And while I just didn't get this whole alternate universe concept (it was far too strange and it felt too distant to be believeable), I did really love lots of the rest of the book. The first half of the book as Ava wakes up and has no sense of familiarity or awareness of where or who she is was written in such a believeable way. It reminded me a bit of The Adoration of Jenna Fox by Mary E. Pearson and it kept me reading As I Wake to find out more, to answer these questions that I had.
And at the same time, I loved the observations and thoughts that Ava has regarding her mother and her friends. The relationship between Ava and her mother is rather sweet and really pulled at my heartstrings. I liked seeing how different and the same Ava's friends turn out to be in different but similar situations. But the relationship that seems to dominate this story is that of between Ava and Morgan. How and why does she remember him? Perhaps I'm just a big romantic, but I love the idea of Ava and Morgan, I really do.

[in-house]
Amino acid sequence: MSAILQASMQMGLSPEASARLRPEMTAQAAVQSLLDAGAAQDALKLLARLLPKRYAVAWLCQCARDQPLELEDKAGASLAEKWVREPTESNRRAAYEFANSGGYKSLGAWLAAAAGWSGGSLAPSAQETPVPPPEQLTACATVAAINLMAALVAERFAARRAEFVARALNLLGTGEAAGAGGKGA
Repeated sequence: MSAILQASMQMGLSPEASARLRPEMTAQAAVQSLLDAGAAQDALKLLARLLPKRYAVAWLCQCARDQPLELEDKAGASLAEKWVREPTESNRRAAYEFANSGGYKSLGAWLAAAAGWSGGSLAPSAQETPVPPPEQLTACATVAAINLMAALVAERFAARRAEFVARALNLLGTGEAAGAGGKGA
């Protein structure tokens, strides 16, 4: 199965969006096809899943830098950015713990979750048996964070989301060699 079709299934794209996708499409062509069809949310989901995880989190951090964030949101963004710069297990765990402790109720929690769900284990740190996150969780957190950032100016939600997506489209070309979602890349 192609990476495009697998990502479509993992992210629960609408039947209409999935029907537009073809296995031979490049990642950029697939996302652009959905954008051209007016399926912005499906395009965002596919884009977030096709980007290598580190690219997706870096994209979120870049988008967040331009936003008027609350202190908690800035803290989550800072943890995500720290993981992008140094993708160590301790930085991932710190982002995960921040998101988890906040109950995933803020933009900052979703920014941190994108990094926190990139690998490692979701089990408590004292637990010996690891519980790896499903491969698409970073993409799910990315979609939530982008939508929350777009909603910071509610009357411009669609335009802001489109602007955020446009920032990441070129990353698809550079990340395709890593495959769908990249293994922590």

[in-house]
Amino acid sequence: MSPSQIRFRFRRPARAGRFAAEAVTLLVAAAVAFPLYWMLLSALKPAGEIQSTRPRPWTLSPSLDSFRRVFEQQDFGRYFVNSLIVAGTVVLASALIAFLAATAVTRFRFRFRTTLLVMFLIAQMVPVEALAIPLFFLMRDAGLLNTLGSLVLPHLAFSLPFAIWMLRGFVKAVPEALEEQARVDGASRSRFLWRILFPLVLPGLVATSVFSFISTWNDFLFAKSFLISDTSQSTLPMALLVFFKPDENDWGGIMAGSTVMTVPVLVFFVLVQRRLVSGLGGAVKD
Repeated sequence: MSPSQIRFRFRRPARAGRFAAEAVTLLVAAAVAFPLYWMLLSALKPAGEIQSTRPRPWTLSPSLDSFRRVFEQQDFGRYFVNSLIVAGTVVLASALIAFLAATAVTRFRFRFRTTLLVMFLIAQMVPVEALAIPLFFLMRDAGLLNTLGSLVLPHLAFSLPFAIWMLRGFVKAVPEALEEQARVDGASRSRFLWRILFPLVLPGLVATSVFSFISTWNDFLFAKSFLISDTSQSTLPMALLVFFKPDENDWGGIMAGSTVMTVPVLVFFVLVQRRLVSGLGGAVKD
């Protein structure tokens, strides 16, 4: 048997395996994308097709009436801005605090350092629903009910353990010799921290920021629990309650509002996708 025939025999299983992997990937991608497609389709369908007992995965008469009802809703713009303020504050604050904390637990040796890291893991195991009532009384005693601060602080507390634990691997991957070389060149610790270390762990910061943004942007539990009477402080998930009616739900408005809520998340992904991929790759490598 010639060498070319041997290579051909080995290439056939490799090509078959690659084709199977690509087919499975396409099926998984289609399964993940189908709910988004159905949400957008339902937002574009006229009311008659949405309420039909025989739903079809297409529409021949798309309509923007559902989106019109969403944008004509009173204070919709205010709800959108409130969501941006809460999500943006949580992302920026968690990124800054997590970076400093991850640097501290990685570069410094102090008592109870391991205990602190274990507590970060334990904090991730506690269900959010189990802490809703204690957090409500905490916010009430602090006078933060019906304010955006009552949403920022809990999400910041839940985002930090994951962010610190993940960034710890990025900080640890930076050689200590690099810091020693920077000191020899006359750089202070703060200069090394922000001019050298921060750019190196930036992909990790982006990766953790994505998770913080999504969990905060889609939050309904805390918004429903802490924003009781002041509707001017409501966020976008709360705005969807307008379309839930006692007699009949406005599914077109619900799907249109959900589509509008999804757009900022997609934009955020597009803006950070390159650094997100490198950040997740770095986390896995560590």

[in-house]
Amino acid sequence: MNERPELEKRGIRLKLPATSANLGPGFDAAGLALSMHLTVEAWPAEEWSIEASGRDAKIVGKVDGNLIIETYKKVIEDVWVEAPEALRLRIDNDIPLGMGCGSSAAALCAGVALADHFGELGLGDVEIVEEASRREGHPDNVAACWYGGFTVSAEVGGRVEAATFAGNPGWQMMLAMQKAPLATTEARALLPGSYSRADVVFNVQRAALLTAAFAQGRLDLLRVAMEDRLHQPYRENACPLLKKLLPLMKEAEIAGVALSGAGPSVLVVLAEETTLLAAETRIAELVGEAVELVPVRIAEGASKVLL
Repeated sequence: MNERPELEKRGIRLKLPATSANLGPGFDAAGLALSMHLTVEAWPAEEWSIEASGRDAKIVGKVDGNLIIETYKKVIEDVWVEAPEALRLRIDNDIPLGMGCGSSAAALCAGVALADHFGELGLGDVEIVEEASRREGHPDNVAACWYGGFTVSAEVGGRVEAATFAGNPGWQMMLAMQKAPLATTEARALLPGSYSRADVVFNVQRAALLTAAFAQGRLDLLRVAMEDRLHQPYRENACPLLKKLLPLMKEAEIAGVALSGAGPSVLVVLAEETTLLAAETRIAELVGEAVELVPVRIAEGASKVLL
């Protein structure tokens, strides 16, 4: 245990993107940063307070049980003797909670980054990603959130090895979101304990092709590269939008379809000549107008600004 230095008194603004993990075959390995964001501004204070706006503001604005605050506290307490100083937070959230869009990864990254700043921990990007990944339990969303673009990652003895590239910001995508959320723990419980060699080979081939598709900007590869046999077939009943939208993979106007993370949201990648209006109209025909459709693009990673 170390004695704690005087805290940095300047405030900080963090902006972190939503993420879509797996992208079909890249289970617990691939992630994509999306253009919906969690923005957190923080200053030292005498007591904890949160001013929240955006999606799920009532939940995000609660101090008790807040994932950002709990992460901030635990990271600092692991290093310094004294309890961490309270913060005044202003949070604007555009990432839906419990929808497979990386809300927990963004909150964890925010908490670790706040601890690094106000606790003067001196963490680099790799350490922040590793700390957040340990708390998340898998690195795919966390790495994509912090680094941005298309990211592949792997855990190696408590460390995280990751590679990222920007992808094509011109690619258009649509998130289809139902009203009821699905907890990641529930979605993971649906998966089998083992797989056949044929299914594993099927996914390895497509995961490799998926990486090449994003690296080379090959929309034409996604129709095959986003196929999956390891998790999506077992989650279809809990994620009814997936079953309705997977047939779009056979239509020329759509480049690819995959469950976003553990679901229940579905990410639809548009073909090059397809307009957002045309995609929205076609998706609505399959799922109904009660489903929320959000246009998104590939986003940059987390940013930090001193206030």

It wasn't until the final third of the book that I realised how emotional I felt about these characters. I wanted the best for all of them, even though it seemed impossible. And despite the strangeness of the structure and premise of the novel, I still found myself shedding tears at the end. Because despite the world these characters live in, they still felt real and believeable to me. ...more
I've enjoyed the previous two book by Simone Elkeles about the Fuentes brothers, but I'mThis review was originally published at Fluttering Butterflies